Before there was CSI: Miami (which originally aired on CBS from 2002 to 2012) and Miami Vice (which initially ran on NBC from 1984 to 1989), pre-Magnum PI (CBS, 1980-1988), and a little bit after the original Hawaii Five-O (CBS, 1968-1980) there was a tropical-island based action-adventure television series titled Caribe.
Caribe, which was a "Quinn Martin production," briefly aired on ABC, Monday nights at 10 PM, from February 17, 1975, to August 11, 1975.
The show featured Stacey Keach (who was just about to hit it big with his Mike Hammer set of TV-movies and a subsequent series on CBS) and Carl Franklin (who would later go on to discover a second career as a successful director).
On Caribe, Keach and Franklin portrayed Ben Logan and Mark Walters, respectfully, both of whom worked for the Caribbean Force - an international agency fighting crime whenever Americans were in the vicinity.
The show also starred the late, great Robert Mandan, who would soon find success playing Chester Tate, Katherine Helmond's dippy husband on TV's classic cult soap-opera send-up favorite, Soap (ABC, 1977-1981).
Along for the water ride as guest stars were actors like Marlyn Mason, Dabney Coleman (of the ground-breaking 1970s NBC TV dramedy, Buffalo Bill), Brett Summers (Match Game), Diana Muldaur (Star Trek: The Next Generation), Linda Marsh, Robert Loggia, Joanna Pettet, and Monte Markham (from the short-lived 1960s TV cult favorite, The Second Hundred Years, and who also played Barney Miller, The Seven Million Dollar Man on The Six Million Dollar Man).
Not sure if there will ever be any plans to do a feature film adaptation of Caribe, as movie-goers did not exactly run to theatres for the 2006 big-screen adaptation of Miami Vice (with the Oscar-winning Jamie Foxx and maybe-just-a-little-bit-miscast Colin Ferrell in the original roles created by TV's Vice squad Don Johnson and Philip Michael Thomas).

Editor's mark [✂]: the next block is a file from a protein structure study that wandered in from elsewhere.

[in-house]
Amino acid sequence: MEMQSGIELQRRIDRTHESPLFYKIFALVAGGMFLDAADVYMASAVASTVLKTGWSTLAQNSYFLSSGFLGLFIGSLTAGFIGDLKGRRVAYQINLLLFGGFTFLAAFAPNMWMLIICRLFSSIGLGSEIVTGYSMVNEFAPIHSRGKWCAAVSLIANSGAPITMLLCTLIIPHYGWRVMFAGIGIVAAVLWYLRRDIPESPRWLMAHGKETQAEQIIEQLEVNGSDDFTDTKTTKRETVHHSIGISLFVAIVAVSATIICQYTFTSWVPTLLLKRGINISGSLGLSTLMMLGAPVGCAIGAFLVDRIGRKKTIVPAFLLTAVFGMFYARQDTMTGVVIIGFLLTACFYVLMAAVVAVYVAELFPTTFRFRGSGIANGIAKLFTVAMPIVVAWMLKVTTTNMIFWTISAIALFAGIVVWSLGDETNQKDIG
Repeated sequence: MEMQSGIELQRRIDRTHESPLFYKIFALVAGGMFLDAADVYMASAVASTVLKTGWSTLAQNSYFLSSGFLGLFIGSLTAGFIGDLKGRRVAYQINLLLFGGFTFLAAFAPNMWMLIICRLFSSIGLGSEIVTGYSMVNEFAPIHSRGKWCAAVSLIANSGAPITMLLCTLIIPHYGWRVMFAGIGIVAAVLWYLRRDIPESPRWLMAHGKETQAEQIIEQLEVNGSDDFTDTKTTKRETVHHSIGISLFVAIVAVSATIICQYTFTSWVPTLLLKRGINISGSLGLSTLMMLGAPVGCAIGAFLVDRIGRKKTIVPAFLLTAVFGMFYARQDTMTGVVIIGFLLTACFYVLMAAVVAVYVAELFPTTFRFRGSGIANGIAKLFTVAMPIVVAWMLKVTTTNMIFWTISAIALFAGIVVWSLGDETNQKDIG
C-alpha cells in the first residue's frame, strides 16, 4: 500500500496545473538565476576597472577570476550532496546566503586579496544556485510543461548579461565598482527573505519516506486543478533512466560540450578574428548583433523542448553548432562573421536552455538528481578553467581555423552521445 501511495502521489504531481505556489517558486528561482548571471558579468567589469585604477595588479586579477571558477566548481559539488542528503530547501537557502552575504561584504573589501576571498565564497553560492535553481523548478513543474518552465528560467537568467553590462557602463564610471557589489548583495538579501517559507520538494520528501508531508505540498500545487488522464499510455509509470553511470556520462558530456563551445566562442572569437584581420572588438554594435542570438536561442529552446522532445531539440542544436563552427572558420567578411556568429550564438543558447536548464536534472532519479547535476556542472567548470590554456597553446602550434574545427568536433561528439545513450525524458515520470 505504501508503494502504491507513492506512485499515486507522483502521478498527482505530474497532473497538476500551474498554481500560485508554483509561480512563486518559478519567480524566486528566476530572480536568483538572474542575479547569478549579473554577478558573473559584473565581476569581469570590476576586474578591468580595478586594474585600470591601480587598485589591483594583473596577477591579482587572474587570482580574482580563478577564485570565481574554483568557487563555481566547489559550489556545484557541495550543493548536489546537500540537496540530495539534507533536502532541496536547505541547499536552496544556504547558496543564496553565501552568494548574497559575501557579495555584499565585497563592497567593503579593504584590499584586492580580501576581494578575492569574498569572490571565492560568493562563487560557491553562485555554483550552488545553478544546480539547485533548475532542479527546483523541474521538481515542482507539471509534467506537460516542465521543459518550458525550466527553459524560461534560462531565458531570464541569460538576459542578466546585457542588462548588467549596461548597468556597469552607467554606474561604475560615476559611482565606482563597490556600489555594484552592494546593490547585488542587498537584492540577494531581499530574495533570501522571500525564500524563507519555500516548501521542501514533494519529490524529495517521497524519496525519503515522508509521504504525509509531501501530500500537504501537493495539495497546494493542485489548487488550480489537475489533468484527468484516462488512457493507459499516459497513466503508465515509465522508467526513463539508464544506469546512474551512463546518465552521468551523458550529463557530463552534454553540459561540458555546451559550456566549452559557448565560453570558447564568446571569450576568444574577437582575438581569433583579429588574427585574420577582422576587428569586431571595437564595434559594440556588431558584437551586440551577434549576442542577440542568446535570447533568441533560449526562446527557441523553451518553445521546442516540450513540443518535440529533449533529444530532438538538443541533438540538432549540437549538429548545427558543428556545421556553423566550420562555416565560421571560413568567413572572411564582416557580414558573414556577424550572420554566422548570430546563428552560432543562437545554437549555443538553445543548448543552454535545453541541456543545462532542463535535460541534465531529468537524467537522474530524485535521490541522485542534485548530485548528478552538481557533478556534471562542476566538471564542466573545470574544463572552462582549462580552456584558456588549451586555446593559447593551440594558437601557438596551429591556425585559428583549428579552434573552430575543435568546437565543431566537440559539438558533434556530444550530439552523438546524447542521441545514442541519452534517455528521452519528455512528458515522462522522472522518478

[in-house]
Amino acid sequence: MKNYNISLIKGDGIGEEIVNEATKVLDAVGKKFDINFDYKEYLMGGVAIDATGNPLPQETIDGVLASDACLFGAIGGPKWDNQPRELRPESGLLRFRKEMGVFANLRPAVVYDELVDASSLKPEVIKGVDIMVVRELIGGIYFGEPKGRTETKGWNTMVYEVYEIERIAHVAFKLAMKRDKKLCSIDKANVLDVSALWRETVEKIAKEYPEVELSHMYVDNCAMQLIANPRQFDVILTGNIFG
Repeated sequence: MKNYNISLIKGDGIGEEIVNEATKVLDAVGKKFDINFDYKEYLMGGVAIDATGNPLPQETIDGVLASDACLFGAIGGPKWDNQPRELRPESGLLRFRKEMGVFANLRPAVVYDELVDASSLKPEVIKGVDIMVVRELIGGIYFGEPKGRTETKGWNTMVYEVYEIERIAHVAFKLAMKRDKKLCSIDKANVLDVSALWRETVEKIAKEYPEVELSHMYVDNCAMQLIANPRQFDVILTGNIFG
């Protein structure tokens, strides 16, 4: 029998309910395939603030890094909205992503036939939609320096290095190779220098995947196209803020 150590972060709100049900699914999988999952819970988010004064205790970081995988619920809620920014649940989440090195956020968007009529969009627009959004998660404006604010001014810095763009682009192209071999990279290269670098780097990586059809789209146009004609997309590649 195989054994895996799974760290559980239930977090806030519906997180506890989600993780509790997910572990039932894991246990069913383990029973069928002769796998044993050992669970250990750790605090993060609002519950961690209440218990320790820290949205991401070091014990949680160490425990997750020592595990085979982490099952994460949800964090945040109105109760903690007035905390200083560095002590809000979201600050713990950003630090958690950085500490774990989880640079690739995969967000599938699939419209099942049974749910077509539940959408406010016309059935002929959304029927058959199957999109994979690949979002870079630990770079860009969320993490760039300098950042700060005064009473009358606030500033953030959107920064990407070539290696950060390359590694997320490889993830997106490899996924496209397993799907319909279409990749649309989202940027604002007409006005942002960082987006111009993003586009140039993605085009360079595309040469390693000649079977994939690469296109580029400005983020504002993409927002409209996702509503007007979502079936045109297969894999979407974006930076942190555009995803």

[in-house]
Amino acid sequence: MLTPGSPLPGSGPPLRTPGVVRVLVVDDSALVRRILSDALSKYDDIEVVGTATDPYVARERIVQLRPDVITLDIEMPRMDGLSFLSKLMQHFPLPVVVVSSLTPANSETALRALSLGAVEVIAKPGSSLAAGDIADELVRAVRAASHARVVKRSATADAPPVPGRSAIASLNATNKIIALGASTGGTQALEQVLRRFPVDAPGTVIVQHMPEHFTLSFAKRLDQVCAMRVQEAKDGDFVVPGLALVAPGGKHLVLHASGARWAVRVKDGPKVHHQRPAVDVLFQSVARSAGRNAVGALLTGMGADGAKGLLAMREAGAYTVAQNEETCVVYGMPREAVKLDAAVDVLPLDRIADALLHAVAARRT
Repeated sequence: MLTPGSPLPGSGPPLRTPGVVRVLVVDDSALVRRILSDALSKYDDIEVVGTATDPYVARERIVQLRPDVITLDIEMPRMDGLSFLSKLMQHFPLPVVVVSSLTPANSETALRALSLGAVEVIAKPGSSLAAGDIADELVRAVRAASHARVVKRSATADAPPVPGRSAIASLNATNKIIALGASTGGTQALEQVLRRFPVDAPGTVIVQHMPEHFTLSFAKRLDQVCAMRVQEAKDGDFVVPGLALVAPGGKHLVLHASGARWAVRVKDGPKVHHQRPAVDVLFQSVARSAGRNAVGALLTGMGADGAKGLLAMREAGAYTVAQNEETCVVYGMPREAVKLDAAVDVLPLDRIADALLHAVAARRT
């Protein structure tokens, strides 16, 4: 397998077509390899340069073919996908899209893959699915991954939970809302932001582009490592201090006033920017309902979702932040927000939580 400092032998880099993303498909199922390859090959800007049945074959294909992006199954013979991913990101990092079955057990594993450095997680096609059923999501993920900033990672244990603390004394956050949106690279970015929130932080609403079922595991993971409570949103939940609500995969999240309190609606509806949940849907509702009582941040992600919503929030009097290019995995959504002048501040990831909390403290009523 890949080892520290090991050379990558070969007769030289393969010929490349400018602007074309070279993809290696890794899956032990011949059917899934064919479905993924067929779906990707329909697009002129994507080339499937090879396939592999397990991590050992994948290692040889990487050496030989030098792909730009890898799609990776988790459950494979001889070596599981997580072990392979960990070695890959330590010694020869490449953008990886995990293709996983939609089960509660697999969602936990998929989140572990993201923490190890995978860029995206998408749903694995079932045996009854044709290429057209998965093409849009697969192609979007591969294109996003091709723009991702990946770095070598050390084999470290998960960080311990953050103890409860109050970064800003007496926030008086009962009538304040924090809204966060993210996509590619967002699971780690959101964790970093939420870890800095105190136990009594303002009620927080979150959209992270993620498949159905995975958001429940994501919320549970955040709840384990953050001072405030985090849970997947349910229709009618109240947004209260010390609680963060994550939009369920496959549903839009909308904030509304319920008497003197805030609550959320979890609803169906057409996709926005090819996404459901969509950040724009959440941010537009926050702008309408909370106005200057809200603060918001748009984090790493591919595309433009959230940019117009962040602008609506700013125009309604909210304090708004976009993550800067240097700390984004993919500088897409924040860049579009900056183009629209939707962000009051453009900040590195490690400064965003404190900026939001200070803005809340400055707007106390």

But for what it was, Caribe was ahead of its time, despite it not catching on with the home-viewers.
The program's main problem wasn't production quality, the casting, the direction, or the writing. All of that was top-notch. Caribe couldn't even use Carol Burnett as an excuse for not winning the ratings battle (as Burnett's mega-hit CBS variety show had long moved from its Monday night slot at 10, where it had prepped itself since 1967 before moving in 1972 to its other staple spot on Saturday evenings - also at 10 PM).
No - the show's biggest problem was timing. Audiences just weren't ready for it.
Of course, had ABC given it more of a chance to find any audience, things might have been different. Not only for Caribe but maybe also for Miami Vice.
In the history of TV, some lesser-quality shows last longer than they should, while many top-quality shows are never given a chance to find an audience.
Many times, shows stay on the air or are canceled for reasons other than high or low ratings.
It's a game where unfortunately the television viewers are too often the losers.
Such was the case with Caribe, which deserved a better shot than it was granted.